The Mushroom Rocks of Yehliu

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Wanli, Taiwan – November 1995

My sister and I walk amid the bizarre rock formations in Yehliu Geopark. Dark clouds hover over the coastline. Waves crash along the shore, flowing in and out of tide pools. A heavy sea mist hangs in the air. It clings to my hair and clothes. I run my hand over one of the rocks. It is porous, but sharp. Not at all as spongy as it appears.

“They look like giant mushrooms,” I say with a giggle.

My sister shrugs and looks down at her feet. This is her second time living in this tiny village on the northern coast of Taiwan. She works as a stunt high diver at Ocean World. She is twenty-three and has spent her entire adult life living all over the world. I’ve always envied her lifestyle and her talent. Her hilarious letters and late night phone calls kept me going through my darkest time. After many years of struggle, I finally lead a similar life. I’m so happy to be with her now, in this foreign place.

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But something is wrong. She won’t look at me. Her shoulders are slumped over with a secret burden. We circle around the peculiar little monoliths in silence, orbiting further away from each other. I know better than to come out and ask. The wall would only become more impenetrable. There is nothing I can do except let her be.

“It’s okay. We can go now.”

Without a word, she heads up the trail that leads to the village.

The breeze turns into a wind, and fat, tentative raindrops begin to fall.

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24 thoughts on “The Mushroom Rocks of Yehliu

  1. Very interesting formations. You’re sister sounds like she enjoys trotting the globe! How cool that everywhere is “home.”

  2. Simply wonderful! I love Taiwan… Been there 4 times, do hope to return again some day… 🙂 Have a great week & my very best…

  3. In some ways, the yellowing colour through the field of rock formations, reminds me of a rocky polluted mountain riverbed near here, stained by an industrial gold mining operation that turned a mountain into an inverted hollow cone now brimming with caustic water. Not a mountain lake one would swim in at anytime. But i’m sure the yellowing to the formations above is something more natural.

    • Hi Sean – I’m not sure what gives them that color, but I don’t think it’s unnatural. Sad about the mining pollution. Taiwan probably has its share of pollution, too.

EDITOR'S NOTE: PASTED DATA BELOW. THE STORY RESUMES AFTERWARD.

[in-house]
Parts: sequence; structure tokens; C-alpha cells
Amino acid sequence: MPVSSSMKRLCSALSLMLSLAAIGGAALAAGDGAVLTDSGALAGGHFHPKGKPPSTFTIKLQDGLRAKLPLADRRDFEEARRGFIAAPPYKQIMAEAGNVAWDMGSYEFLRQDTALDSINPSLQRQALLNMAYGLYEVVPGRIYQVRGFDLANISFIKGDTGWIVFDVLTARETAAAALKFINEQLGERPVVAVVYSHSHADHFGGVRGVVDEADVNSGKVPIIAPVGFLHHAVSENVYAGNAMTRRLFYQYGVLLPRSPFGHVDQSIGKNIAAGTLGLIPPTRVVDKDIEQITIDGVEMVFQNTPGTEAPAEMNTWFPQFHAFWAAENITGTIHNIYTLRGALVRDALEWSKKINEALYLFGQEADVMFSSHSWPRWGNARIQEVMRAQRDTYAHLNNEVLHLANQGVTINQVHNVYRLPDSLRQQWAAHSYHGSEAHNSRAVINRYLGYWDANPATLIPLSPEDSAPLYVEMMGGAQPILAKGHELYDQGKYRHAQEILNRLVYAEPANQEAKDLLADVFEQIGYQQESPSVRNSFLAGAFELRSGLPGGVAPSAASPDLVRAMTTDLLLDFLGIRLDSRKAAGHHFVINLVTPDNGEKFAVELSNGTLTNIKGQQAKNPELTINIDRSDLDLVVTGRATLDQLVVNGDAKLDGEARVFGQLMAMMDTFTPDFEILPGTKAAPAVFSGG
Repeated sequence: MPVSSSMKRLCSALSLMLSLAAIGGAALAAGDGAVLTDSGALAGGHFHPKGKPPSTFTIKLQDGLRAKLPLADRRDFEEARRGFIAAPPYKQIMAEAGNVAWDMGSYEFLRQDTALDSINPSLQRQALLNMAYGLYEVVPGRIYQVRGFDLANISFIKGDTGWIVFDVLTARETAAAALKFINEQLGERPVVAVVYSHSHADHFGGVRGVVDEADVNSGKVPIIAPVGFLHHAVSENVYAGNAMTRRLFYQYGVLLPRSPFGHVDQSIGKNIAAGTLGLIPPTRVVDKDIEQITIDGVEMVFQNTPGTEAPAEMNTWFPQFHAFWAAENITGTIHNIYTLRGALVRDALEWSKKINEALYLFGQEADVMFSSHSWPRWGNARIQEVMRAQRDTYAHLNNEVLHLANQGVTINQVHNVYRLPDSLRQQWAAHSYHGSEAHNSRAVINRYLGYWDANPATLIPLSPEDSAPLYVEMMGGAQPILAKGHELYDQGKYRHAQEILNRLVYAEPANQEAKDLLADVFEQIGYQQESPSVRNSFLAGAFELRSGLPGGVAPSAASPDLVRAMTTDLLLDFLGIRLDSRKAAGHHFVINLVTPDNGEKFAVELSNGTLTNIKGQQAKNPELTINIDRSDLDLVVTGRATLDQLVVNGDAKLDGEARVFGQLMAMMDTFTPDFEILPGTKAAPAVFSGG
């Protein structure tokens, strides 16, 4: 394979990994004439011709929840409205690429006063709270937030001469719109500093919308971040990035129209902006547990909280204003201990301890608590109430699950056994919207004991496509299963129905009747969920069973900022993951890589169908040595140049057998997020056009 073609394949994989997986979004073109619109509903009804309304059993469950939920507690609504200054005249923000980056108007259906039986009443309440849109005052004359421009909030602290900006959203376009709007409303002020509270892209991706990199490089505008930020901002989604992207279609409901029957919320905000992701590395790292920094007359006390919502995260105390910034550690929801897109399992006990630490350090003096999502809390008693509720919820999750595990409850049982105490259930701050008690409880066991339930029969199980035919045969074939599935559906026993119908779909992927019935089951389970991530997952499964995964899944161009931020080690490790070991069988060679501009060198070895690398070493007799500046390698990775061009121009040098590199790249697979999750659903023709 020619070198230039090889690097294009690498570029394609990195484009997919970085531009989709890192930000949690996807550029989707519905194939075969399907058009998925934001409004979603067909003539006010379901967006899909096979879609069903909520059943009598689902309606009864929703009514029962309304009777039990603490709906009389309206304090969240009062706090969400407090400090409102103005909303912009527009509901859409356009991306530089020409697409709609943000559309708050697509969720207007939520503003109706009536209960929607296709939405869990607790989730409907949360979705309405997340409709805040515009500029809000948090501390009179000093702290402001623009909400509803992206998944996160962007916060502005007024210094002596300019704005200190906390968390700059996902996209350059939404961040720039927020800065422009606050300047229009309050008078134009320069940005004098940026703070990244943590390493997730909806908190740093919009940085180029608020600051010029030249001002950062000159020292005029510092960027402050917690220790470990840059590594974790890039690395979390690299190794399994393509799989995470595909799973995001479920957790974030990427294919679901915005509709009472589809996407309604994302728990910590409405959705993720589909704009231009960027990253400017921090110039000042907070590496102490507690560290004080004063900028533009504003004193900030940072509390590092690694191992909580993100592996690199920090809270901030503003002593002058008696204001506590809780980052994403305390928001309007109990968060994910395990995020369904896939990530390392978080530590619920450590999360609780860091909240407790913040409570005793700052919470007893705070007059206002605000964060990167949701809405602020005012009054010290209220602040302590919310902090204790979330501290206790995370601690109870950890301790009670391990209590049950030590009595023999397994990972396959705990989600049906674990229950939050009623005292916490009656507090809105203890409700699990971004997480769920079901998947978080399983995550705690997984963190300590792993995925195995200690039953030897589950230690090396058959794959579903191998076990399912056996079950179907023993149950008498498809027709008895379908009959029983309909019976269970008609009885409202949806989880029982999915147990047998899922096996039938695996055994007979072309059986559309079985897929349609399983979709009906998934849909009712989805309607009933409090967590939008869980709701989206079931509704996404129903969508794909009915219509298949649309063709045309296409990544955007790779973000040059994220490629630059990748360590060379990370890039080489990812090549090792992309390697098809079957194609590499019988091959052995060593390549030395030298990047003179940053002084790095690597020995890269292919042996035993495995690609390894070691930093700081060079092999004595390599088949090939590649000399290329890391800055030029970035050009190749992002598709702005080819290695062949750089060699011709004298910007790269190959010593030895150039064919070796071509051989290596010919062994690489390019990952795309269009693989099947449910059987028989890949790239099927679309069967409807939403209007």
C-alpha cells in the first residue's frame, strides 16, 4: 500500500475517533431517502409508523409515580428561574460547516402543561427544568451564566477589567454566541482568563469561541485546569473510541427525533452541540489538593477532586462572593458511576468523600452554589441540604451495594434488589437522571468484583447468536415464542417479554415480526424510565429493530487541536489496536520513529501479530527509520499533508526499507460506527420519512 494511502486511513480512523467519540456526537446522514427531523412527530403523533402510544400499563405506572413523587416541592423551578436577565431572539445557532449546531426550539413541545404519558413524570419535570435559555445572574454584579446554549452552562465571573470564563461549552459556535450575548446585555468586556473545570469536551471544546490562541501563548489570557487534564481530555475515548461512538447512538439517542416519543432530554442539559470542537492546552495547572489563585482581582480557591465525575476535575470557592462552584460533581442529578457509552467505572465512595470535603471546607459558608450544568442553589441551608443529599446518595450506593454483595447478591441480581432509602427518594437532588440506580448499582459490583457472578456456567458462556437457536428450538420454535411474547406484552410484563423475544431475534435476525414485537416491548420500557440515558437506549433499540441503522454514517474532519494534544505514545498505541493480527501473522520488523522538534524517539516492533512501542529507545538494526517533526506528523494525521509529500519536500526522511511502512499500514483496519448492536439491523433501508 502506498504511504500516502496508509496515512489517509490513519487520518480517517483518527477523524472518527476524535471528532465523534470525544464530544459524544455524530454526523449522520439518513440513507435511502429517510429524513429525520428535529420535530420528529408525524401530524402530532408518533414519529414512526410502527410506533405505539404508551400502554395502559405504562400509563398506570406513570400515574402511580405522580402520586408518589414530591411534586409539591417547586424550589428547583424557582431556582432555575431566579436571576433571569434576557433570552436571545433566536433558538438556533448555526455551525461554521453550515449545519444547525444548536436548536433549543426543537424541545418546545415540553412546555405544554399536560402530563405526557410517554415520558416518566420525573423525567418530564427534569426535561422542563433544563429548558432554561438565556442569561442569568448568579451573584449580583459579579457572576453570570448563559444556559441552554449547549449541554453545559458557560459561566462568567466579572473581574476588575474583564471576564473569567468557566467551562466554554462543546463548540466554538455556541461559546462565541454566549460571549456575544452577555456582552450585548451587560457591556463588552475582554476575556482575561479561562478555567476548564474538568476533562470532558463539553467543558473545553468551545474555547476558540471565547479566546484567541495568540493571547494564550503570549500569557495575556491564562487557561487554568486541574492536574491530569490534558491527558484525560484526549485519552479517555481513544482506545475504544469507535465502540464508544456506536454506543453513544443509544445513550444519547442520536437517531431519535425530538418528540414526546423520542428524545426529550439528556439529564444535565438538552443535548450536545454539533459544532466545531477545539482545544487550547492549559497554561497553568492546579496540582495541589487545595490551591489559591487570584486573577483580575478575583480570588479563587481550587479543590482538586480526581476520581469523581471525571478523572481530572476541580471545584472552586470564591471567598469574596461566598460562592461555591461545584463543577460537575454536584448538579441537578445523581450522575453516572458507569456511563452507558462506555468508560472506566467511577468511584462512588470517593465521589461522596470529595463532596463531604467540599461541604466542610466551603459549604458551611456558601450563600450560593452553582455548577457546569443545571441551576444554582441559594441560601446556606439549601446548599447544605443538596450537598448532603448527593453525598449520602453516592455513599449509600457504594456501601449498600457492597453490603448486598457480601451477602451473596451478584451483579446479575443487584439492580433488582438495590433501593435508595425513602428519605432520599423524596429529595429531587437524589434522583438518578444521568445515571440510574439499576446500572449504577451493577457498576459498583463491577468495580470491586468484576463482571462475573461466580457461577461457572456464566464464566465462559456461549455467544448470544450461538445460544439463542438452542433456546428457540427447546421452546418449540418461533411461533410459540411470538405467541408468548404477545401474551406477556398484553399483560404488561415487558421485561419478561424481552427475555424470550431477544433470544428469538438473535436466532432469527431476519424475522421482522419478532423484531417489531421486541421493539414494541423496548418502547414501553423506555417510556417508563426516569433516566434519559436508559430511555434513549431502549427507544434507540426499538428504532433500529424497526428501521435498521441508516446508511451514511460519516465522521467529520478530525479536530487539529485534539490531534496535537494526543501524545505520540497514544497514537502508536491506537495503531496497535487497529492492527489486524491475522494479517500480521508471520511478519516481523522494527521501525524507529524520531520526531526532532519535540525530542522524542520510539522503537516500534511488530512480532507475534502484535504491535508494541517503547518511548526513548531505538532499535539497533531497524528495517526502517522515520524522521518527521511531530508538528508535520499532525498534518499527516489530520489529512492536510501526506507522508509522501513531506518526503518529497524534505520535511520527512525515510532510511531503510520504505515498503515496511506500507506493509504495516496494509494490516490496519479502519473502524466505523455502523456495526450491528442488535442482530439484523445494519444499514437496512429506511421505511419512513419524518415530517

• Hi Julie, I’m now thinking maybe saltwater reacting with iron-oxide within the rock perhaps. Yes, sad, but up river where I lived is still all good, as is down river.

  4. Very interesting stones – and really nice pictures! As always, the writing is top-notch … I was left wondering, at the end, what it was that was troubling your sister? I read further in the comments that her job was taking a toll on her body – was it this that was bothering her, I wonder? I also enjoyed reading that you managed to recover from and rise above the hard times in your life, and move yourself into a way of living that you enjoy … so many people never quite figure out how to do this, it’s always inspiring to read from people who have managed it.

    Contrary to what a previous commenter suggested, the rocks formations have little to do with iron-oxide. The honeycombing is caused by the dissolving marine life that has been clinging to the rocks, causing the more calcium-rich top portions of the formations to erode in different patterns. The top portions of the sandstone formations actually contain a greater concentration of calcium, which enables them to resist weathering longer than the lower portions of the formations, causing the odd shapes that make these formations famous. The concept is similar to the formation of other fairy chimneys (or hoodoos), like the ones found in Utah. Just thought I’d unravel the mystery a bit 😉

    • Thank you for the kind words and for the science lesson. 🙂 How did you know that about the rocks? Photos were taken with a crappy camera and I had to be vague about what was going on out of respect for my sister’s privacy. I probably wouldn’t have written about it at all, except that’s the strongest memory connected with these rocks.

      • Privacy I can respect, and I won’t pry further, other than to say that with your writing style, you have a natural talent for drawing the reader in … the so-called cliff-hanger is well within your capacity 🙂

        As for the stone formations, I guess I’m sort of a collector of information … anything that might help lead me to further understanding of the worlds around and within me, that isn’t already hoarded away in some secret drawer, is fair game. Truth is, it’s been a while since I read about the fairy chimneys, and I needed to refresh my memory a bit; but peculiar bits of information tend to be a magnet for me 🙂

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